In the first part of this series, we talked about having the right mindset and mental focus as well as some important habits that need to be in place to take your training to the next level. This time around, I want to share some things about specific exercises that we all do and how to fine-tune those exercises to get the most dramatic results in the least amount of time.
The first thing I want to talk about though, is your foundation or setting up your body for every standing and even seated exercise. If your foundation is less-than-ideal or just flat out wrong, so is everything else you do from that point on. If you master a rock-solid structural foundation, you can then focus on the actual form and execution of the exercise that you’re doing and take that focus and form to higher and higher levels. Without that rock-solid and consistently executed foundation, you will never eventually earn that perfect execution and total muscle stimulation during each exercise.
1. Focus on Your Foundation (or Set Up)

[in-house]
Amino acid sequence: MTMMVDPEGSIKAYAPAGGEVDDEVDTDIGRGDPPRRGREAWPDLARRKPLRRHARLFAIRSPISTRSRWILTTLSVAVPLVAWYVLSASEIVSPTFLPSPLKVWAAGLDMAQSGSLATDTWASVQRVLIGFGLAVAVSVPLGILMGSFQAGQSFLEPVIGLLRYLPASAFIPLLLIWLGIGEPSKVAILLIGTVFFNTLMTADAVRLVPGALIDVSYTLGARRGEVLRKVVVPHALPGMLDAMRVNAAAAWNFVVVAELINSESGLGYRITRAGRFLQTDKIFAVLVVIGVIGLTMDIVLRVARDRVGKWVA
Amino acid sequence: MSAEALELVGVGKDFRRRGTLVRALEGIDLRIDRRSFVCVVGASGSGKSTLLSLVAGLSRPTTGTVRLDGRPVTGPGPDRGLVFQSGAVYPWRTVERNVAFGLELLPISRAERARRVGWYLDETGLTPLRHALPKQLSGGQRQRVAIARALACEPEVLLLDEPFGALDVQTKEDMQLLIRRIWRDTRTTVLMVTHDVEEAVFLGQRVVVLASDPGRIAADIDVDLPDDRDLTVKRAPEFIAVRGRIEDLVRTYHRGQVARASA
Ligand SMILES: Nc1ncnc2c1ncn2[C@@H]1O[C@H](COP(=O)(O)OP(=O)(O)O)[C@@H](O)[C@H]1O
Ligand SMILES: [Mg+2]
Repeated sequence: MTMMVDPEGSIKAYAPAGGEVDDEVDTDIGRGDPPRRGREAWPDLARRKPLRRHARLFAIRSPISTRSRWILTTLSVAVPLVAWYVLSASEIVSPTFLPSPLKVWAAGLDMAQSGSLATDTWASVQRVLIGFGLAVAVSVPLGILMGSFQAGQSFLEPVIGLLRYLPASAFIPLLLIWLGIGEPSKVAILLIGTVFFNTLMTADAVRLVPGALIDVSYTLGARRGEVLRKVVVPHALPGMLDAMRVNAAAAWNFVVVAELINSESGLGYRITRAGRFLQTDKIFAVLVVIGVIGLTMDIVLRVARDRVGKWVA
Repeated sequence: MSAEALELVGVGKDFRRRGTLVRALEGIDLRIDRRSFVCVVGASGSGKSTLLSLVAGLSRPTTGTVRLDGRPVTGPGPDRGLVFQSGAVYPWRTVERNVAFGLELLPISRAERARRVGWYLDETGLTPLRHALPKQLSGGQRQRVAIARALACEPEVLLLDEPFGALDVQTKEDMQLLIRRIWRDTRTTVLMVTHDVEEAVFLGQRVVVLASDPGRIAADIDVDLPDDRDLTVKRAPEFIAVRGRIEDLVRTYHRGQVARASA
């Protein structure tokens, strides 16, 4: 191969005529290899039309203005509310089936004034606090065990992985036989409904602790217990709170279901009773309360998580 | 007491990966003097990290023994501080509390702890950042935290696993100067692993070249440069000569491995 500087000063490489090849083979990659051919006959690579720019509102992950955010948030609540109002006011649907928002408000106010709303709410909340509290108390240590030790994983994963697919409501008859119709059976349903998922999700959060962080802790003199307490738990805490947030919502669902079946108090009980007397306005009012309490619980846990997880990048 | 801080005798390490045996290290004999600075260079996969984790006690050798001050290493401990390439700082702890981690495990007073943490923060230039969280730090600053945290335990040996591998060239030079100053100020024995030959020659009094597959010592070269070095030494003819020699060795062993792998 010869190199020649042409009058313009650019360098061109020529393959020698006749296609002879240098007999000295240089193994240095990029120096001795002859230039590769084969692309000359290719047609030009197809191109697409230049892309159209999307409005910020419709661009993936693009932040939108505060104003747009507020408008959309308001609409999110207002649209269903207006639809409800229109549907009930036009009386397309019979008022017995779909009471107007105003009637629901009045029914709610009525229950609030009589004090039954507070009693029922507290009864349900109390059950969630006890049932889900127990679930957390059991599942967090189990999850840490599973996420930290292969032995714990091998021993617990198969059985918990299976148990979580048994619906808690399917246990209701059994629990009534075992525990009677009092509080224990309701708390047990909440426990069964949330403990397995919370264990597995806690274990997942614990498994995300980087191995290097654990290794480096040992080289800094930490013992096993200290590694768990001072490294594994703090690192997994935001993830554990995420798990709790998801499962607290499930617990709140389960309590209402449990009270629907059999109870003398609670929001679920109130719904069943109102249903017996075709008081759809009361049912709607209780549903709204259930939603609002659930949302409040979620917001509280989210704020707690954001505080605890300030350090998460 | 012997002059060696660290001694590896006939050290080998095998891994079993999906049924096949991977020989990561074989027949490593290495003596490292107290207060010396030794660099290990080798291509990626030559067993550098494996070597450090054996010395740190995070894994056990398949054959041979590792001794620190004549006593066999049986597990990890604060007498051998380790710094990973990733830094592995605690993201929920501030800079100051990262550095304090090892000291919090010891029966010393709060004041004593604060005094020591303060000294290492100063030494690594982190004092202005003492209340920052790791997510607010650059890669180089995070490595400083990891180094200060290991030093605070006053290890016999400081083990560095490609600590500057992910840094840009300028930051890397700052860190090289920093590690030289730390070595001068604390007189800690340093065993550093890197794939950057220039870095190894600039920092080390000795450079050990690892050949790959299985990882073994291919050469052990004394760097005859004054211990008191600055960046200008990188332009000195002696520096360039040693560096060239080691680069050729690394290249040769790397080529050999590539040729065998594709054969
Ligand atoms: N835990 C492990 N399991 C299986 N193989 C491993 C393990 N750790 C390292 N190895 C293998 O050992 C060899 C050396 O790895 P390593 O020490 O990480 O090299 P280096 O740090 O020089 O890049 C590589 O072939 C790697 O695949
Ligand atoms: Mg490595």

What we’re talking about here is any standing and even seated exercise, which covers a lot of the exercises you can do in any given workout. First of all, you need to make sure that your feet are properly positioned. This means that your feet need to be one with the floor; firmly and evenly planted. Think of your feet being cemented to the floor. If you look around the gym (or maybe even down at your own feet), you’ll see guys who are up on their toes, back on their heels, or balanced more on the outside or inside of their feet with their weight unevenly placed. Your weight needs to be evenly placed on both feet. They also need to be a little wider than shoulder width apart in most cases. Experiment with this foot positioning now that you are conscious of how important it is. Your feet being just an inch to narrow or an inch too wide can make a huge difference in how well you perform the set.